Garrett Marino is sorry (that he got suspended)

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Rendition of a CFL press release. Tumisu via Pixabay

The Roughriders’ notorious defensive lineman just earned the longest suspension in CFL history

Garrett Marino is a 27-year-old defensive lineman for the Saskatchewan Roughriders. He’s a hulking man at 6’2” and 290 lbs, notorious for his aggressive and uncouth playing style. Before joining the Roughriders in early 2021, Marino played for the University of Alabama-Birmingham. He has described himself as one who plays “the game with an edge,” but on July 8 Marino took it too far when he illegally tackled Ottawa Redblacks quarterback Jeremiah Masoli. This low hit injured Masoli considerably and visibly. Not only did Marino celebrate the illegal tackle, he also made racially-charged comments toward Masoli. Consequently, Marino earned himself the longest ever suspension in CFL history. The four-game suspension is broken down as follows: a two-game suspension for the low hit and subsequent celebration, a one-game suspension for the racist comments, and a one-game suspension for another illegal tackle on an offensive lineman from a previous play.

Unsurprisingly, a litany of statements from players and coaches have flooded Twitter and sports news. You know, all the usual refrains of “this isn’t who we are,” and “his actions don’t represent the CFL or its fans,” and so on. I have no doubt that Marino’s actions have met universal disapproval. I know that Roughriders fans do not condone such egregious displays of racism. And if the fans could have heard what was said on the field (EIC note: this has not been disclosed to our knowledge thus far), I’d hope none of them would have cheered Marino’s grandstanding. Perhaps the only fortunate spin on this event is how Marino’s choices reopen the conversation about racism in football; specifically, Saskatchewan football.

Racism and the CFL certainly have a past. In April last year, CBC journalist Jason Warick wrote a brilliant exposé on Roughriders legend George Reed. In it, Warick describes Reed’s incredible perseverance against the racism he experienced playing in the CFL and living in Regina. 

Reed was drafted to the Saskatchewan Roughriders in the early 1960s. He recounts having to live in hotels during his first two seasons playing for the Roughriders; not for the living arrangement’s feasibility, but because landlords wouldn’t rent to a Black man. He makes it clear that most of his teammates were supportive, but some of them certainly weren’t. For example, some white CFL players refused to shower at the same time as their Black teammates. Some of Reed’s teammates would even “prank call” him, pretending to be Ku Klux Klan members (EIC note: these calls occurred at a time when the Klu Klux Klan was pushing to once again increase their presence in Saskatchewan).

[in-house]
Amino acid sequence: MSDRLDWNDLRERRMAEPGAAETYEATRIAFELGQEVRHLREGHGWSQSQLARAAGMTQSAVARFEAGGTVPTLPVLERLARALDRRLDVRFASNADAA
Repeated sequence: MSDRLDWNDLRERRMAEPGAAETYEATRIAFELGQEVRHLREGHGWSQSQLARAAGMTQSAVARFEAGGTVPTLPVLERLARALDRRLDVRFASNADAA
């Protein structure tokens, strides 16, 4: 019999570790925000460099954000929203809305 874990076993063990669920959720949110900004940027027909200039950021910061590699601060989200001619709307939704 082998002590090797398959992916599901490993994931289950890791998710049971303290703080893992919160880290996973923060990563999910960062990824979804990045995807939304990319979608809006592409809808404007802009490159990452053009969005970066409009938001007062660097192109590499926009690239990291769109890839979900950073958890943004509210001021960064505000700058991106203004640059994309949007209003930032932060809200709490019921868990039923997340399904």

Reed went on to be one of the most celebrated and awarded Saskatchewan Roughriders players ever. But Reed never shied away from calling out the racism he experienced in the CFL, and in Regina. During an interview in 1967, Reed said that living in Regina was akin to being “in the heart of Alabama.” In the mid-1960s, he was given a membership at the Wascana Country Club. This was remarkable because, at the time, Black and Jewish golfers were banned from using the course. Despite the racist prejudices and barriers Reed had to face, he more than earned his status as one of the CFL’s greats.

Reed’s story is just one of many. Unfortunately, Marino’s revolting behaviour shows that people of colour playing in the CFL must still endure racism both on and off the field. To literally add insult to injury, Marino released a shallow, tone-deaf non-apology on his Twitter on July 13. He wrote, “Regarding the comments I made during the game, I regret that I said them, as I now understand their consequences.” As he now understands their consequences? This isn’t an apology. It’s an admission of guilt, sure, but the remorse is entirely misplaced. It seems that Marino isn’t sorry for his racism; he’s sorry that he got disciplined.

Marino was just given the longest suspension in CFL history, and rightfully so. It should indicate that the league is taking this matter seriously; it’s literally the least they can do. We all enjoy watching these men play. We all cherish their incredible athletic ability and endurance. But we also need to respect the players as people, worthy of dignity. It would be grotesquely hypocritical to love the sport but disrespect the players. Let’s hope that Marino learns this lesson sooner rather than later.

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